People with diabetes are at risk to develop peripheral neuropathy with loss of protective sensation. This means that they have lost the ability to feel pain--which is particularly dangerous in their feet and ankles. Without the ability to feel pain, if the shoe is rubbing on a toe or bunion, the person that can sense pain would take action to stop the discomfort while the person that does not feel pain does not know there is a problem. This can lead to the development of an ulceration (sore or break in the skin). Up to 85% of amputations are preceded by ulcerations. Once there is a break in the skin then infections can develop which can lead to more serious complications. If you combine this with the fact that there is a higher incidence of atherosclerotic disease in people with diabetes and this can lead to poor circulation (decreased blood flow) to the feet which in turn can make healing more difficult--again leading to greater risk for infection and ultimately amputation.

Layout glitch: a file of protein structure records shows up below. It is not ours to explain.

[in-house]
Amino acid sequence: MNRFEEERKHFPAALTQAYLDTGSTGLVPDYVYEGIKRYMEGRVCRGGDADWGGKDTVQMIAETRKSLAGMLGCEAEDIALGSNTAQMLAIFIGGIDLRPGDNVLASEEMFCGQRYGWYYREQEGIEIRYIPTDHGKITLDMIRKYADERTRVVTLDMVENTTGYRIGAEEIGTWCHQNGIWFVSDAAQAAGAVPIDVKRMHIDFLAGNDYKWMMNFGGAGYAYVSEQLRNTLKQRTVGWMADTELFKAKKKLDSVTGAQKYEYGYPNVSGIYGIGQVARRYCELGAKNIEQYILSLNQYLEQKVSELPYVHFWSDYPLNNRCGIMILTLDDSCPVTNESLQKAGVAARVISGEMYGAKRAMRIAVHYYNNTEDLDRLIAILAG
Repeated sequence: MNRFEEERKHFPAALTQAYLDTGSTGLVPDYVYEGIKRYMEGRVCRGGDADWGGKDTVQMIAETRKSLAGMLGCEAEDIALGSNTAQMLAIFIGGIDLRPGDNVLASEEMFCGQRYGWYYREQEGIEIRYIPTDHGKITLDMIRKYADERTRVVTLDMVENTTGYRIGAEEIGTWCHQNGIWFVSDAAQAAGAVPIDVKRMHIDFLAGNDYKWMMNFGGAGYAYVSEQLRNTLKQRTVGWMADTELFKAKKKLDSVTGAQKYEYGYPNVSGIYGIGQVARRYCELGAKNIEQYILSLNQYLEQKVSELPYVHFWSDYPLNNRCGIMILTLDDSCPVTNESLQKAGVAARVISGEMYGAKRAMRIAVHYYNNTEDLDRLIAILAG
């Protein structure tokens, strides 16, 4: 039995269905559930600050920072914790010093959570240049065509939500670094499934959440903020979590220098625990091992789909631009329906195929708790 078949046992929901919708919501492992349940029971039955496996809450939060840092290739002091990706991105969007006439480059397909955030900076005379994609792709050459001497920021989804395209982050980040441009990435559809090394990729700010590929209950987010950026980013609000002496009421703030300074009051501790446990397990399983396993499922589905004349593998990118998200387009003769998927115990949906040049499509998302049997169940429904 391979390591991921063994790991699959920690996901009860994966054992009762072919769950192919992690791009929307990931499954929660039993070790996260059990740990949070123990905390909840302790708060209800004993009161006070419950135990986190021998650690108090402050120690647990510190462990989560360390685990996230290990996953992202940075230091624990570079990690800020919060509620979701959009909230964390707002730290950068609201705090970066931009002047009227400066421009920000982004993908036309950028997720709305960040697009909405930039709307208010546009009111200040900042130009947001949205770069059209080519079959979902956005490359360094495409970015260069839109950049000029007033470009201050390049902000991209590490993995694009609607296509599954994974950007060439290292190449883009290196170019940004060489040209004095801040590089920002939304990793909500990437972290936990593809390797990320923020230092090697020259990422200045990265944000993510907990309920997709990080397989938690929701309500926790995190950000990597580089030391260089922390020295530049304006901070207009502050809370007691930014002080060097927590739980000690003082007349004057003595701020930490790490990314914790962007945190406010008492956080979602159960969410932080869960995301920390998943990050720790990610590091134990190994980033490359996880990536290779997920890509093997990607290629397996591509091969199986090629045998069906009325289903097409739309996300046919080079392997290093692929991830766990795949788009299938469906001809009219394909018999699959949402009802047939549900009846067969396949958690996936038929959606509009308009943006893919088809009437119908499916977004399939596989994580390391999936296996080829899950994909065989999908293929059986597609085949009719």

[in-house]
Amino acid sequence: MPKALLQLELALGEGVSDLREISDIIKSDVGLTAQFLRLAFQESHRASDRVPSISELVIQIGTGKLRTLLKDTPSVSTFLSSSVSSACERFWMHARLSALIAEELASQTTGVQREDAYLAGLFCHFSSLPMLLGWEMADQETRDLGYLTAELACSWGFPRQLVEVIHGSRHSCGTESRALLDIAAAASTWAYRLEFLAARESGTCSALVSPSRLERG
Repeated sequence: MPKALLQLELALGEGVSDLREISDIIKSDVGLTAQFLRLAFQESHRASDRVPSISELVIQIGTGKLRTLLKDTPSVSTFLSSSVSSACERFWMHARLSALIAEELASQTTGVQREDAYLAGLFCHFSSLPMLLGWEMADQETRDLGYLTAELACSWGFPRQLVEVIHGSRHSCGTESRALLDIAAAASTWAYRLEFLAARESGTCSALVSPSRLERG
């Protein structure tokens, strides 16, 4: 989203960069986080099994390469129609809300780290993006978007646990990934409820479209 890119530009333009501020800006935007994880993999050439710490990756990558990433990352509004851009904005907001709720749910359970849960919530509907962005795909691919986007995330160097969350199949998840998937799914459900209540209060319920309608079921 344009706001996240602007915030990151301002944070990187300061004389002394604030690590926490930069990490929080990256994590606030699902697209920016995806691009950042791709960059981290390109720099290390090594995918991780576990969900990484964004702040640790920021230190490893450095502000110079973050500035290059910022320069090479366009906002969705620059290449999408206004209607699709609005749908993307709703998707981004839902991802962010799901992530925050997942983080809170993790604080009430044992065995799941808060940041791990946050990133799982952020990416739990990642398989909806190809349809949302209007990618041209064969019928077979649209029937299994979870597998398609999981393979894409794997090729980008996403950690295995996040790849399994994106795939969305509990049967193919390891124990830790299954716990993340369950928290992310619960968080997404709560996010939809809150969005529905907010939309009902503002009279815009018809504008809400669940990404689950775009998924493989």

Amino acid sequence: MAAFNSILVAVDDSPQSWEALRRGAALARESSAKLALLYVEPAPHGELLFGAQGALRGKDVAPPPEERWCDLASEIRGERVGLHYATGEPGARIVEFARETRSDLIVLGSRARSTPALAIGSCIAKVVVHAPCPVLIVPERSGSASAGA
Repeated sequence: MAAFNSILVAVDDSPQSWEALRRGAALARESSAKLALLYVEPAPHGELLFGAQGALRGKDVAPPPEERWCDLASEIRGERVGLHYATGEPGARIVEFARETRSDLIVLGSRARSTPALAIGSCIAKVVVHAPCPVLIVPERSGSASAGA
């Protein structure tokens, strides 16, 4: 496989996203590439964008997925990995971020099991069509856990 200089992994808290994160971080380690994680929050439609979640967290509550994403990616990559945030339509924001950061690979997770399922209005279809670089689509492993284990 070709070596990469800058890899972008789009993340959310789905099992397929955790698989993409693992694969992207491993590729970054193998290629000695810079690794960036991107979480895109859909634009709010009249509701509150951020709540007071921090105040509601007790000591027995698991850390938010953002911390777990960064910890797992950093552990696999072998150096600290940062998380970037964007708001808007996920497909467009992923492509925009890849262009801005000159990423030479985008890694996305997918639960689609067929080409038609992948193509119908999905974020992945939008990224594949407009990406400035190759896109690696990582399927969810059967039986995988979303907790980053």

This is why it is imperative for people with diabetes to have their feet examined on a yearly basis by a professional that specializes in foot problems such as a podiatrist. Based on the findings of the examination, a treatment plan should be developed depending on how much at risk the person is for diabetic foot complications. People with diabetes need to know if they have loss of protective sensation, decreased circulation, etc. and need to know the steps that they can take on a daily basis to avoid developing foot problems that can lead to serious complications.